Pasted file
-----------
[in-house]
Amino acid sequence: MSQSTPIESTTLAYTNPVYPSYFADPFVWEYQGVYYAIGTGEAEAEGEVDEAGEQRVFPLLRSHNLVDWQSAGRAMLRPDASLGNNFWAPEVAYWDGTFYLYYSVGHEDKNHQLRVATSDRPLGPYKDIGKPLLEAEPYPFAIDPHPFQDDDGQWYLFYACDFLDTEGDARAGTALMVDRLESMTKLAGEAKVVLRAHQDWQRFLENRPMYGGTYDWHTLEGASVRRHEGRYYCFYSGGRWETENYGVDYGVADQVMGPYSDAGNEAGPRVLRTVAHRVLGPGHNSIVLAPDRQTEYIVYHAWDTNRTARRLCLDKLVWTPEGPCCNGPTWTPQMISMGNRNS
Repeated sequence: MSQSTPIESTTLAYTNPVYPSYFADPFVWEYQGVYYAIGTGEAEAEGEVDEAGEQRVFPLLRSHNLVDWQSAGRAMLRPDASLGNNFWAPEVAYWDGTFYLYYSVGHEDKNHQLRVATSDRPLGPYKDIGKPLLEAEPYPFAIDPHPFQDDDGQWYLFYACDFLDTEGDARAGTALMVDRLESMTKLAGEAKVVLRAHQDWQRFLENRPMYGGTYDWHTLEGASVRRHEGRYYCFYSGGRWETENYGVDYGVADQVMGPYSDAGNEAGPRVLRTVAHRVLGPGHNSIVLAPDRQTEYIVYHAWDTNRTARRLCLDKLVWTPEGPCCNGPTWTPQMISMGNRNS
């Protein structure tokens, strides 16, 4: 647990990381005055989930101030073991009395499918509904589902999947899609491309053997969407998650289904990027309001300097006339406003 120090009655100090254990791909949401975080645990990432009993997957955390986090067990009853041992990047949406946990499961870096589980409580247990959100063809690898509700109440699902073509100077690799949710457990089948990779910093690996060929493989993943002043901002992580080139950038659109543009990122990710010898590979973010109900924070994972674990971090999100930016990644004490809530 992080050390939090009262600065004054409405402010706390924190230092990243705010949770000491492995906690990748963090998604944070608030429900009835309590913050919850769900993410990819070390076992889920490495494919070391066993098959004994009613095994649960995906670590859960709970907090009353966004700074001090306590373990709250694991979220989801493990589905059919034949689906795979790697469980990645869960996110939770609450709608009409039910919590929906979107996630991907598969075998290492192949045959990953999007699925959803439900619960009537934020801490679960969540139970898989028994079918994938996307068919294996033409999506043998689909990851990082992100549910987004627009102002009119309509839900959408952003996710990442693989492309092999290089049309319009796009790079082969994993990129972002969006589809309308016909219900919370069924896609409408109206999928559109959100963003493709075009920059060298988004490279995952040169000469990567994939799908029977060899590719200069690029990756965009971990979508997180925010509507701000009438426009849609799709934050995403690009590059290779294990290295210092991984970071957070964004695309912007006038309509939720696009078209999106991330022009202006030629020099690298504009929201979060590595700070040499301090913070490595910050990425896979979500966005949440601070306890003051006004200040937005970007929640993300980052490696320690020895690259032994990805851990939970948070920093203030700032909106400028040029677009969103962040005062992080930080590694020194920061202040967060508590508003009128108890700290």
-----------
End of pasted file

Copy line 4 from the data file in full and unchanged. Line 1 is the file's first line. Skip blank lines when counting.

């Protein structure tokens, strides 16, 4: 647990990381005055989930101030073991009395499918509904589902999947899609491309053997969407998650289904990027309001300097006339406003 120090009655100090254990791909949401975080645990990432009993997957955390986090067990009853041992990047949406946990499961870096589980409580247990959100063809690898509700109440699902073509100077690799949710457990089948990779910093690996060929493989993943002043901002992580080139950038659109543009990122990710010898590979973010109900924070994972674990971090999100930016990644004490809530 992080050390939090009262600065004054409405402010706390924190230092990243705010949770000491492995906690990748963090998604944070608030429900009835309590913050919850769900993410990819070390076992889920490495494919070391066993098959004994009613095994649960995906670590859960709970907090009353966004700074001090306590373990709250694991979220989801493990589905059919034949689906795979790697469980990645869960996110939770609450709608009409039910919590929906979107996630991907598969075998290492192949045959990953999007699925959803439900619960009537934020801490679960969540139970898989028994079918994938996307068919294996033409999506043998689909990851990082992100549910987004627009102002009119309509839900959408952003996710990442693989492309092999290089049309319009796009790079082969994993990129972002969006589809309308016909219900919370069924896609409408109206999928559109959100963003493709075009920059060298988004490279995952040169000469990567994939799908029977060899590719200069690029990756965009971990979508997180925010509507701000009438426009849609799709934050995403690009590059290779294990290295210092991984970071957070964004695309912007006038309509939720696009078209999106991330022009202006030629020099690298504009929201979060590595700070040499301090913070490595910050990425896979979500966005949440601070306890003051006004200040937005970007929640993300980052490696320690020895690259032994990805851990939970948070920093203030700032909106400028040029677009969103962040005062992080930080590694020194920061202040967060508590508003009128108890700290």